Grassy meadow in the foreground which leads to the edge of a burning forest. Smoky sky.

Ichauway Forest Dynamics Plot



The Ichauway Forest Dynamics Plot was established between March 2022 and February 2023 at the Jones Center at Ichauway in Newton, GA. The 15.21 ha plot (390 × 390 m) is a second-growth mixed pine-oak longleaf pine woodland. These woodlands are located within a global biodiversity hotspot where structure, function, and diversity are maintained through a unique suite of environmental controls, including frequent disturbance from fire and tropical cyclones. While the stand is dominated by an overstory of longleaf pine (Pinus palustris), it contains a variety of xeric-adapted oaks (e.g., Quercus margaretta and Q. incana), and mesic oaks (Q. virginiana and Q. hemisphaerica).  Compositional attributes suggest long-term recurrent but inconsistent use of fire, including a diverse understory comprised of >150 herbaceous species, a midstory of oaks and other hardwoods, and the occurrence of many disturbance-sensitive perennial species such as Asclepias spp. and Aristida spp. The site has been managed with prescribed fire since at least the 1920s and with prescribed burns every 2 years since at least the 1990s. Currently, the site receives a spring burn on odd years, most recently in March 2023.

The site is representative of many remaining longleaf woodlands throughout the southeastern coastal plain, which have a shared history of degradation through logging and often fire exclusion. In the initial 2022 survey, the plot contained 18,295 stems > 1cm diameter at breast height from 26 species. The dominant species include P. palustris (59.5% by basal area), Q. margaretta (18.1%), and Q. hemisphaerica (7.6%), and Q. incana (6.0%). The overstory pines at the site were primarily established ~1920s, likely after overstory harvest. The average establishment date for longleaf pine in the plot is 1969, with the oldest pines dating to the late 1800s. There were pulses of longleaf pine establishment from 1915-1925 and 1950-1960, although the majority have established in the period from 1980 to present day. The majority of oaks were established between 1985-1995. A few of the oldest oaks, which are all Q. margaretta, were established in the 1910s.  

The Ichauway Forest Dynamics Plot is useful for a broad range of ecological inquiry as it contributes to the broader network as only one of two sites in the southeastern U.S. and is located within a global biodiversity hotspot of high conservation value. The primary motivation for establishing this plot is to explore fire-scale questions about longleaf pine ecosystem dynamics including tree competition, fire ecology, and microclimate variability in ways that inform fire management and restoration in the region. In initial efforts we are (1) reconstructing the stand history using dendroecological techniques, (2) studying patterns of pine–oak competition and facilitation using geostatistical methods, and (3) understanding fire behavior and effects using remote sensing and mortality surveys. To provide data to advance the adoption of remote sensing technologies in forest ecology and restoration, in addition to census every 4 years, we aim to collect terrestrial LiDAR scans at least every 2 years (on even years) throughout the plot. We also obtain occasional LiDAR scans for other studies: current scans include October 2021, February 2023, and March 2023.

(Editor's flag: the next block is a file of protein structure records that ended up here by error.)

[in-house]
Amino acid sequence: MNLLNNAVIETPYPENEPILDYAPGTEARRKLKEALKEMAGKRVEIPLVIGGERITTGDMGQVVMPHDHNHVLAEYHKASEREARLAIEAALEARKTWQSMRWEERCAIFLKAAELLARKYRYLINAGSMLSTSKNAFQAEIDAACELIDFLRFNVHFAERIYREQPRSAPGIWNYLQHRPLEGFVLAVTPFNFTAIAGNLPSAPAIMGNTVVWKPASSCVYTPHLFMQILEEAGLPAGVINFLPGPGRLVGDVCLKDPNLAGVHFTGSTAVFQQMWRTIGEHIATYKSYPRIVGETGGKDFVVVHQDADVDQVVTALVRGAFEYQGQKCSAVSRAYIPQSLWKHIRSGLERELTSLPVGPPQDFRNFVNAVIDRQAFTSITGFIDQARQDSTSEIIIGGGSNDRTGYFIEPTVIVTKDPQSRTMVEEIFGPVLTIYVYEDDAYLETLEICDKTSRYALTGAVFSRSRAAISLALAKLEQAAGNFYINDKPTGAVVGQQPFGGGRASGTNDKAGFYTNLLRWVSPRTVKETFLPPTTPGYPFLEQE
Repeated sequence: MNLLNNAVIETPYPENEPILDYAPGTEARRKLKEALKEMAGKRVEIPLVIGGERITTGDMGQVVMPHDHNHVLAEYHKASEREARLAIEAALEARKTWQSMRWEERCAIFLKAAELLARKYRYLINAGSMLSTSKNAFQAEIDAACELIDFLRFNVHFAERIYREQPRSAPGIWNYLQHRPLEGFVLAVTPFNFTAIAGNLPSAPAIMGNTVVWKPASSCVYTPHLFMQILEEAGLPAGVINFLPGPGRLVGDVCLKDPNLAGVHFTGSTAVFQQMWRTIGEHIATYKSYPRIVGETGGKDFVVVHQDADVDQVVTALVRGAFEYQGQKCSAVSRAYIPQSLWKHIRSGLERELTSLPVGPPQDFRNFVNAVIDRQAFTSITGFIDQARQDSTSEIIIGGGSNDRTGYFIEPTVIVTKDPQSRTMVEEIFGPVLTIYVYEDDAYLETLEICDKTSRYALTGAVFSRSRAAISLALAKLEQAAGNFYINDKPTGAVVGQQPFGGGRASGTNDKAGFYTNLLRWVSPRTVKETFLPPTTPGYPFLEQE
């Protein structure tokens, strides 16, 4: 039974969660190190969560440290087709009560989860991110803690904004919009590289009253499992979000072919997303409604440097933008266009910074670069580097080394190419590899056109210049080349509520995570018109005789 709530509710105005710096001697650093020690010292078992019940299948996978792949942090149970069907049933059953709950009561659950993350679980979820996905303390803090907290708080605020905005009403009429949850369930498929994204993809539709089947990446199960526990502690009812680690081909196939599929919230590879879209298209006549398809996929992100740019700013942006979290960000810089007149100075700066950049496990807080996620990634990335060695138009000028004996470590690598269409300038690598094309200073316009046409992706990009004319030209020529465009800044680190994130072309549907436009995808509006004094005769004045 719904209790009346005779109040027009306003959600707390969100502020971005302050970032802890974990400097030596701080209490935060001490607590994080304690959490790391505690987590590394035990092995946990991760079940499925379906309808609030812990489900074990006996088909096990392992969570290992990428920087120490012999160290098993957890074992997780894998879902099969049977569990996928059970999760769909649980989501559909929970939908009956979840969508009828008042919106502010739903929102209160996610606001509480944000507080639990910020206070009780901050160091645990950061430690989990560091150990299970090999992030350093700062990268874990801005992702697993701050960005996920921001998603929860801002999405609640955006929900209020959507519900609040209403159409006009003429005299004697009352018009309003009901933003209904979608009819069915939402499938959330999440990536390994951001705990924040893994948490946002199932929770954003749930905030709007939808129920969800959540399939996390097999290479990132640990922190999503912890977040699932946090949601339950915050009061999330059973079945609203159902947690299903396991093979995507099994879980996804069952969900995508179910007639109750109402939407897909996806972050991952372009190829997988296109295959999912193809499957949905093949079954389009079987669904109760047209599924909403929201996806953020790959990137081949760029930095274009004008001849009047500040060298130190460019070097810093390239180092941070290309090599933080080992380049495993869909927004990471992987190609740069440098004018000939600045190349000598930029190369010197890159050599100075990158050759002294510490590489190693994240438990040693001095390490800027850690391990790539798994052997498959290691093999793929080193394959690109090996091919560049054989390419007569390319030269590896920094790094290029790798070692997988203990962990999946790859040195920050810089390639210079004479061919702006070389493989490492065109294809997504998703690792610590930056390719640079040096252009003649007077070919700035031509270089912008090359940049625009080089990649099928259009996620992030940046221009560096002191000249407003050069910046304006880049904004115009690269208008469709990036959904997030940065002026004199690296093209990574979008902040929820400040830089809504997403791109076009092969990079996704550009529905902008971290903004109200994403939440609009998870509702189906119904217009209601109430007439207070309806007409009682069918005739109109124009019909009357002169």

Situated within a large and active research station, the study area offers several synergistic opportunities for ecological research well beyond the primary questions being addressed. First, prescribed burns are planned collaboratively by Jones Center and conservation and research staff, so reasonable accommodations of timing, modification of burns is possible, and instrumentation can be operated during critical periods to facilitate fire research. Second, the larger research station is part of the National Science Foundation NEON network providing programmatic cross-linkages and complementary data. The area receives aerial surveys that include lidar and hyperspectral imagery (NEON AOP) approximately annually. Third, the site contains an approximately centrally located eddy-covariance tower that is part of the Ameriflux network that can facilitate studies linking forest structure and composition to ecosystem processes. For collaborators interested in extensive field studies, the Jones Center offers lodging and accommodation if available.

Ecological Zone: 
Temperate continental forest
Number of plot(s):
390 m x 390 m
Latitude: 31.269000000000
Longitude: -84.478000000000
Number of Censuses: 

Related Resources

Landscape Ecology Lab

Principal Scientist

Collaborating Institutions